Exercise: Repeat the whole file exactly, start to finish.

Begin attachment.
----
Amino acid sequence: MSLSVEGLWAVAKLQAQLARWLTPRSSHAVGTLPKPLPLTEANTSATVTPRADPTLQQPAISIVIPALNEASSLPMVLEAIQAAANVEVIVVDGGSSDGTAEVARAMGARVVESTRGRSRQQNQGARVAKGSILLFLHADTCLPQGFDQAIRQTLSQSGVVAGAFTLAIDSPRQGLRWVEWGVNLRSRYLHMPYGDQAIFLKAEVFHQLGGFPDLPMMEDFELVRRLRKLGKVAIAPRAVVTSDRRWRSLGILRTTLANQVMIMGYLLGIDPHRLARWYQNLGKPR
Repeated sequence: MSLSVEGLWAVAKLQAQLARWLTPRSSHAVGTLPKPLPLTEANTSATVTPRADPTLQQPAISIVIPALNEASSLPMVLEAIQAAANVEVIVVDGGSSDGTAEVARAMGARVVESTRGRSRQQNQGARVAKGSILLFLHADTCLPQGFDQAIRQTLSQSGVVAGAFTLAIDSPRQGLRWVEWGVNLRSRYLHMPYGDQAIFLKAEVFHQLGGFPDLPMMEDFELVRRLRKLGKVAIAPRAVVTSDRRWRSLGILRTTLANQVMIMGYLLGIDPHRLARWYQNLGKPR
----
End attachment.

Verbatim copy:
Amino acid sequence: MSLSVEGLWAVAKLQAQLARWLTPRSSHAVGTLPKPLPLTEANTSATVTPRADPTLQQPAISIVIPALNEASSLPMVLEAIQAAANVEVIVVDGGSSDGTAEVARAMGARVVESTRGRSRQQNQGARVAKGSILLFLHADTCLPQGFDQAIRQTLSQSGVVAGAFTLAIDSPRQGLRWVEWGVNLRSRYLHMPYGDQAIFLKAEVFHQLGGFPDLPMMEDFELVRRLRKLGKVAIAPRAVVTSDRRWRSLGILRTTLANQVMIMGYLLGIDPHRLARWYQNLGKPR
Repeated sequence: MSLSVEGLWAVAKLQAQLARWLTPRSSHAVGTLPKPLPLTEANTSATVTPRADPTLQQPAISIVIPALNEASSLPMVLEAIQAAANVEVIVVDGGSSDGTAEVARAMGARVVESTRGRSRQQNQGARVAKGSILLFLHADTCLPQGFDQAIRQTLSQSGVVAGAFTLAIDSPRQGLRWVEWGVNLRSRYLHMPYGDQAIFLKAEVFHQLGGFPDLPMMEDFELVRRLRKLGKVAIAPRAVVTSDRRWRSLGILRTTLANQVMIMGYLLGIDPHRLARWYQNLGKPR